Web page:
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[ETERNAL HOKUSAI] The ‘Great Picture Book of Everything’ at the British Museum

The 103 works in the British Museum exhibition give new insight into the years leading up to some of Hokusai’s most famous series.

Keiko Chino

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Book Cover, Hokusai: The Great Picture Book of Everything, by Timothy Clark Published by the British Museum.

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A total of 103 newly discovered sketches by Katsushika Hokusai (1760–1849) will be exhibited for the first time at the British Museum from September 30, 2021 – January 30, 2022. The exhibition is named after the publication that these sketches were made for: The Great Picture Book of Everything (British Museum Press, 1st Edition September 30, 2021) 

If you are a Hokusai fan, and haven’t been infected with COVID-19, you will probably want to fly over and visit the British Museum right away to see these works that have never been exhibited before. 

These sketches have never been displayed because the picture book had remained unpublished until now. Fortunately, the sketches survived and ended up overseas.

For a long time, the sketches were in the possession of a French collector. Then in 2019, the British Museum purchased them. They were first shown online, and then after research and study, the time finally came to display them in the Museum.

The exhibition is particularly interesting because Hokusai is said to have sketched these pieces in 1829 when he was about to turn 70 and suffered from palsy. In general, palsy is the aftereffect of a stroke, and it is accompanied by symptoms of partial paralysis. 

If a ukiyo-e artist could not hold a brush, it would be the end. According to Hokusai’s Biography (Iwanami Shoten, 1999), Hokusai was cured from this partial paralysis by drinking a citron infusion. 

Hokusai, who was famous for his prolific works, produced few works during this period, and it has been said that his illness was the main cause for this. However, the existence of 103 works shows that Hokusai did not let his illness get the better of him and continued to remain active. As the works are small, he must have taken great care to draw them as if they were miniature works. 

When I heard about the purchase of the 103 sketches by the British Museum, I was impressed by Hokusai’s spirit and thought that he must have drawn these works to defeat his illness and rehabilitate himself.

After overcoming his illness and entering his seventies, Hokusai produced various series of masterpieces such as “Thirty-six Views of Mount Fuji” and “One Hundred Views of Mount Fuji. The global nature of his subjects is also interesting. They include diverse subjects with themes from China, Korea, India, the Netherlands, Portugal, Vietnam, and the Philippines.

Nihonbashi Bridge in Edo, from the series Thirty-six Views of Mount Fuji

In my recent book, Katsushika Hokusai, Journalist of the Edo Period (Kokudo-sha,2021), I term Hokusai a cosmopolitan. Hokusai’s interest was not only in landscapes, flora and fauna, everyday life and the supernatural, as seen in his “Hokusai’s Sketches,” but also in life beyond Japan’s borders, even though the country was closed to the outside world.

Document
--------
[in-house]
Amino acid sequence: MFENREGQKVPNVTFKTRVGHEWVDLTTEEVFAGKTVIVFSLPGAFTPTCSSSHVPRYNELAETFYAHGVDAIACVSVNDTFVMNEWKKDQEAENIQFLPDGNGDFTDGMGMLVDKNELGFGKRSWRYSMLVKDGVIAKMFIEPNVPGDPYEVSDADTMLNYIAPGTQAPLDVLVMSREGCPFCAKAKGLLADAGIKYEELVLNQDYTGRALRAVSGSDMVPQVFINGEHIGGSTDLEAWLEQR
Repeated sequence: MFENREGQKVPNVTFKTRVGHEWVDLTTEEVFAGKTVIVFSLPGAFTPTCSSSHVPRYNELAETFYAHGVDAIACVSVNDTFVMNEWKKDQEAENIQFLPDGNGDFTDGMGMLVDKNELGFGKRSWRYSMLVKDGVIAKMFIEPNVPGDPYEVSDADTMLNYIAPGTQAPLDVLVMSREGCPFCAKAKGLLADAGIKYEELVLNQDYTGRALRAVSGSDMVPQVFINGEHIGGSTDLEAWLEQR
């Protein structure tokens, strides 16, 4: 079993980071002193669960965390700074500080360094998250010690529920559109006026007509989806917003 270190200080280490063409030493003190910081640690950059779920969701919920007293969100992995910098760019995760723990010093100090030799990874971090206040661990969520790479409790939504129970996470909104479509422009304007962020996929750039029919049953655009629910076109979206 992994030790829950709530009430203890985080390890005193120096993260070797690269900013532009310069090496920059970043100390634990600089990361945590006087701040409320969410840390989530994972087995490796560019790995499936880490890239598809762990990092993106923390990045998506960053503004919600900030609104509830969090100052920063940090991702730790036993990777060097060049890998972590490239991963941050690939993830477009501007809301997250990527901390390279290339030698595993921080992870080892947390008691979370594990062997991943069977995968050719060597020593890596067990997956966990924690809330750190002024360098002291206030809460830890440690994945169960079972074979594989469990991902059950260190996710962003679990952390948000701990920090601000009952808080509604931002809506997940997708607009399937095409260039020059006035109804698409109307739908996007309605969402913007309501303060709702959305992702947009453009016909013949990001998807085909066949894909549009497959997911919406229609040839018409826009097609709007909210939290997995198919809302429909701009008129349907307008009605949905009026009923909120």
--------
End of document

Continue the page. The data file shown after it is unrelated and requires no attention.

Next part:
Since ukiyo-e was a commercial enterprise in which the subject was adjusted to the demand of ordinary people in Edo, Hokusai’s sketches reveal how people were very interested and curious about foreign countries at the time.

There is an illustration by Hokusai that depicts the Nagasaki-ya in Nihonbashi, where the head of the Dutch trading post Dejima in Nagasaki and his party stayed when they visited the shogun in Edo. The composition is very interesting. People are shown gathering in front of the inn to peek at the foreigners inside the Nagasaki-ya, as the manager looks down with interest on the scene from an upper floor. Hokusai pays attention to both groups, and the image reminds us that the opening of the country is approaching. His image of Japanese people filled with curiosity is imbued with humor and relates to us today.

I wonder if Japan’s isolation in Hokusai’s days was as complete as many say, or if it was a selective closure (and opening) of the country on a case-by-case basis. In recent years, there has been a reexamination of that national isolation policy (or sakoku in Japanese), questioning its nature. The exhibition may further illuminate us. 

It is also interesting to note that these sketches, which may not have been intended to remain in existence, were left behind and eventually ended up in Europe. Perhaps the exhibition will further enlighten us about how this happened. 

I also hope that the number of Hokusai fans will continue to rise in the United Kingdom.

READ THE SERIES: [Eternal Hokusai], here.

(Click here to read the article in Japanese.)

Author: Keiko Chino

Guest columnist of the Sankei Shimbun, Freelance journalist.

Keiko CHINO is a guest columnist of the Sankei Shimbun and a Freelance journalist. A Yokohama native, she is a graduate of Waseda University in Tokyo. She joined The Sankei Shimbun, in 1967. Throughout her career, she has served in various positions including New York Bureau Chief, International News Editor, Singapore Bureau Chief, Chief Editorial Writer and Columnist of the Sankei Shimbun. In 1997 she received the Vaughn-Ueda International Award for reporting Southeast Asian Affairs. In addition to "Katsushika Hokusai," her recent books include "Solving the mystery of 9/30 Coup in Indonesia" and "The end of Postwar International Order. All are in Japanese.